by flyingpig
Tags: derivatives, partial
P: 2,568
1. The problem statement, all variables and given/known data

Let's say I have a function for a circle

$$x^2 + y^2 = C$$ where C is a constant.

Then this is a cylinder with the z-axis.

Now in my ODE book, we would normally define it as

$$F(x,y) = C = x^2 + y^2$$ as a level surface.

Now my question is about what the partial derivative with respect to x mean as opposed to (single-variable calculus) derivative with respect to x mean. Am I losing anything if I take one derivative over the other?

I should mention that many of these problems assume that F(x,y(x)).

$$\frac{\partial F}{\partial x} = 2x$$

$$\frac{\partial F}{\partial y} = 2y$$

$$\frac{\mathrm{d} F}{\mathrm{d} x} = 2x + 2y\frac{\mathrm{d} y}{\mathrm{d} x} = 0$$

So now my question is, what exactly is this
 $$2x + 2y\frac{\mathrm{d} y}{\mathrm{d} x} = 0$$
as opposed to
 2x
 PF Patron Sci Advisor Thanks Emeritus P: 38,424 $$2x+ 2y\frac{dy}{dx}$$ is the rate of change of the function $f(x, y(x))= x^2+ y(x)^2$ with respect to x- it measures how fast f(x,y(x)) changes as x changes. Of course that will depend upon exactly how y(x) changes as x changes- and that is what dy/dx tells you. Suppose y(x)= 3x. Then $d(x^2+ y^2)/dx= 2x+ 2y dy/dx= 2x+ 2y(3)= 2x+ 2(3x)(3)= 20x$.That is exactly the same as if you had replaced y with 3x from the start: $x^2+ (3x)^2= x^2+ 9x^2= 10x^2$ so $df/dx= 20x[/tex] P: 2,568  Quote by HallsofIvy $$2x+ 2y\frac{dy}{dx}$$ is the rate of change of the function [itex]f(x, y(x))= x^2+ y(x)^2$ with respect to x- it measures how fast f(x,y(x)) changes as x changes.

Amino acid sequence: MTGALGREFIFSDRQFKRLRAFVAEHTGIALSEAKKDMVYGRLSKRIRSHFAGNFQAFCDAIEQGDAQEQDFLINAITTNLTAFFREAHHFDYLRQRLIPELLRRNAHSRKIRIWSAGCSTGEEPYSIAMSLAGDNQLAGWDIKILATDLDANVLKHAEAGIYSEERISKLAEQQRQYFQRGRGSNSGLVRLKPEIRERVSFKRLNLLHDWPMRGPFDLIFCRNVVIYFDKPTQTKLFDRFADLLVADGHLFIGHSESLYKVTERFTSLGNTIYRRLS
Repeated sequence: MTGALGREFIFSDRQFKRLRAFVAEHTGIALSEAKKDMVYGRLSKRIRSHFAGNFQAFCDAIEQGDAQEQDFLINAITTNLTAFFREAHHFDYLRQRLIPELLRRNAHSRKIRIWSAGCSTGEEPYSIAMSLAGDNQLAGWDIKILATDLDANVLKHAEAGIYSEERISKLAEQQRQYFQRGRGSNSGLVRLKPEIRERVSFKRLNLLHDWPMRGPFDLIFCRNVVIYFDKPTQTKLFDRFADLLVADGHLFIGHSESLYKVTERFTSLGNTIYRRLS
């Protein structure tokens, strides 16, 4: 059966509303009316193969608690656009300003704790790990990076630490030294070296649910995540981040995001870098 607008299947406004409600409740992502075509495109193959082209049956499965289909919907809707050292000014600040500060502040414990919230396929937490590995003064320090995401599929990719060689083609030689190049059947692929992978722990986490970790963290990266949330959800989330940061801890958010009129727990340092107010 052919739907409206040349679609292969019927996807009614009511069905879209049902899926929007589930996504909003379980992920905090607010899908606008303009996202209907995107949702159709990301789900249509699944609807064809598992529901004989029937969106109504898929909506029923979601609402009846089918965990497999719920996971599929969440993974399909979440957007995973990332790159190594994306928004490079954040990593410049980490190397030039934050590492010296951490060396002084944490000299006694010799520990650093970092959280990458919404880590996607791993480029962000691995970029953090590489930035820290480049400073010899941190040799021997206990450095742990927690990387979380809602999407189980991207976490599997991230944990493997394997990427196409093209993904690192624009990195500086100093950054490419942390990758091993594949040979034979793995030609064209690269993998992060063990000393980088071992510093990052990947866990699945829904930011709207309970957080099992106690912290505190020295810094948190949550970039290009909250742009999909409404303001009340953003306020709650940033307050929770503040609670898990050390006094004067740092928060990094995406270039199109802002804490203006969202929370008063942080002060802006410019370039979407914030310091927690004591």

I thought that was what the partial derivative with respect to x is

PF Patron
Thanks
Emeritus
P: 38,424

No, the partial derivative of f with respect to x is the rate of change as x change assuming y does not change.
P: 1,668
 Quote by flyingpig I should mention that many of these problems assume that F(x,y(x)).
Right.

given a small change in x, dx, the change is x^2 is close to 2xdx and the change in y^2 is close to 2ydy. But dy = (dy/dx)dx.

If y were independent of x then dy/dx would be zero. This would just mean that x can change without a change in y. But the constraint C = x^2 + y^2 tells you that y is a function of x, at least locally.
P: 2,568
 Quote by lavinia Right. given a small change in x, dx, the change is x^2 is close to 2xdx and the change in y^2 is close to 2ydy. But dy = (dy/dx)dx. If y were independent of x then dy/dx would be zero. This would just mean that x can change without a change in y. But the constraint C = x^2 + y^2 tells you that y is a function of x, at least locally.
If I were to graph all three of those "derivatives" what would they look like? How do yuo even graph Fx alone?
 P: 2,568 Actualyl could I get a unit representation? Say F(x,y) was a position function of time (perhaps x(t) = x and y = y(t)) what would the different derivatives tell me?

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